Had you visited him this week he would have taken you along to an UNRWA school in Khuza’a. With its palm fringed roads and villas, Khuza’a used to be one of the very few pleasant locations in the Gaza Strip. Close to the fence, the tiny town was occupied by Israel and shelled to ruins over the past month. The UNRWA school you would have visited, Elementary A & B Coed, is one of the Agency’s 59 school buildings that had to keep its doors closed to the displaced as Khuza’a is not safe.
A couple of days ago, the mine clearers searched for unexploded ordnance in what is left of the building and cleared it for UNRWA staff to enter. Dr. El Aydi would have told you he knows the school inside out. He used to come here as a small child with his father to eat water melon in the nearby field. His father wanted to show him the Eastern end of the 365 qkm coastal enclave, and then he would have shown you the fence just a couple of hundred meters away.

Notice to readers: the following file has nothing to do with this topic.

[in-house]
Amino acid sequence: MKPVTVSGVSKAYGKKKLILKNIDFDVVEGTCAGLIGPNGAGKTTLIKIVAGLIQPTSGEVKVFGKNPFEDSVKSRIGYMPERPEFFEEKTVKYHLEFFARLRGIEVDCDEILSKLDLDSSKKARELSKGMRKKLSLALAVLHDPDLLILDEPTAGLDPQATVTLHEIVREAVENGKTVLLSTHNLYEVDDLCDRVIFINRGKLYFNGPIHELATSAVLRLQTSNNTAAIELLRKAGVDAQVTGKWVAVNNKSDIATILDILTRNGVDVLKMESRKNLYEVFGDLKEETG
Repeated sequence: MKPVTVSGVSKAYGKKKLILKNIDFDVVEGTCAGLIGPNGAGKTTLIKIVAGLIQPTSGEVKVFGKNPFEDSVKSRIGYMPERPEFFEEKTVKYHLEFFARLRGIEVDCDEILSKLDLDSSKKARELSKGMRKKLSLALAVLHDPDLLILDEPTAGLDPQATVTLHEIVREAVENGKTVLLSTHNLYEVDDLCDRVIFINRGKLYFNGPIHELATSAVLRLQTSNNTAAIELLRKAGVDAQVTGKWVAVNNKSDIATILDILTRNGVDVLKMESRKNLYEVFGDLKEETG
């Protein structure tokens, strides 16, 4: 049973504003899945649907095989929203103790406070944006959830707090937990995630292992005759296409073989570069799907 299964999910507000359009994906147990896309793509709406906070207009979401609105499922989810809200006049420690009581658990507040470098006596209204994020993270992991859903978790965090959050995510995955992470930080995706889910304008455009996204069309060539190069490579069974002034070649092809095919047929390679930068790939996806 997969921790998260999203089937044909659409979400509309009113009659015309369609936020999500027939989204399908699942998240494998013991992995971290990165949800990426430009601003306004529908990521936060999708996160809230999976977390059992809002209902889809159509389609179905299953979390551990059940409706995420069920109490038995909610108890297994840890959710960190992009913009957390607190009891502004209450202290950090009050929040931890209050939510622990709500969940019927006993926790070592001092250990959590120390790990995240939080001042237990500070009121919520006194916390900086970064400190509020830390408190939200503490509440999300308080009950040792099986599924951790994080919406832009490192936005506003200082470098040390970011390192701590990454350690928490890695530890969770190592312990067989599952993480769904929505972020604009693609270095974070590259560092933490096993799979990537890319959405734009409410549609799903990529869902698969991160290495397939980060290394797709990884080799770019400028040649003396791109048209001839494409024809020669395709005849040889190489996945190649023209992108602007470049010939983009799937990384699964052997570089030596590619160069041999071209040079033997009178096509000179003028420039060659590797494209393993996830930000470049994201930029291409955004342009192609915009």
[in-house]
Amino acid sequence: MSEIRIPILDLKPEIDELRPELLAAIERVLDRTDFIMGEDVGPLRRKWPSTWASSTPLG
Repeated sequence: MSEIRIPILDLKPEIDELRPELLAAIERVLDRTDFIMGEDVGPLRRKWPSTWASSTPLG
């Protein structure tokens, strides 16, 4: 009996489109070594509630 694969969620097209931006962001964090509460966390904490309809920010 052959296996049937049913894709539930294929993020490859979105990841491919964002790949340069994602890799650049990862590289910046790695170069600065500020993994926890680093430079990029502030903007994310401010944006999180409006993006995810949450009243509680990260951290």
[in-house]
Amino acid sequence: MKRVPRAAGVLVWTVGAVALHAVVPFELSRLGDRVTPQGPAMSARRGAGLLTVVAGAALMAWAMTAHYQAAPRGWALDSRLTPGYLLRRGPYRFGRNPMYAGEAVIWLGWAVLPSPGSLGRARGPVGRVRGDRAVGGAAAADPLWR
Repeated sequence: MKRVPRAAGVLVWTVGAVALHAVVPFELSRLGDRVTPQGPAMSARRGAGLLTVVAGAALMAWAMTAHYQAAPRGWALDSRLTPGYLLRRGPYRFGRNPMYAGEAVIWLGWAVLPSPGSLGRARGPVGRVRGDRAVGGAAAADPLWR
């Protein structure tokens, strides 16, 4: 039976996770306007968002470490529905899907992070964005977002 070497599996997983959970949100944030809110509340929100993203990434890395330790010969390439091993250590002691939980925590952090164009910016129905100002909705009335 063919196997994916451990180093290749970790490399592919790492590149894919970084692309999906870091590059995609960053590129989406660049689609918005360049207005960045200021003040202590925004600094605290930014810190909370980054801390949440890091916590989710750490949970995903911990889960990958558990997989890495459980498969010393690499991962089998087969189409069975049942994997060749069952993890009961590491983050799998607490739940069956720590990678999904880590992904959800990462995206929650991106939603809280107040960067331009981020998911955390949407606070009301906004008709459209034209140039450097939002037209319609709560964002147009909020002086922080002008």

There is not much left of the school. An entire wing is missing and the traces of tanks go right through a former classroom. In the midst of the summer heat, amidst the rubble, and whilst staring at what is left of the classrooms, you would have seen a book on the floor, covered in dirt and broken glass. You would have picked it up. Dr. El Aydi would have told you this is the book of Roaa Nasser Qodah who was studying in the 5th grade in the school. He would have translated the Arabic poems, handwritten by an 11 year old, for you:
Hope is a wonderful friend that might disappear
But it will never betray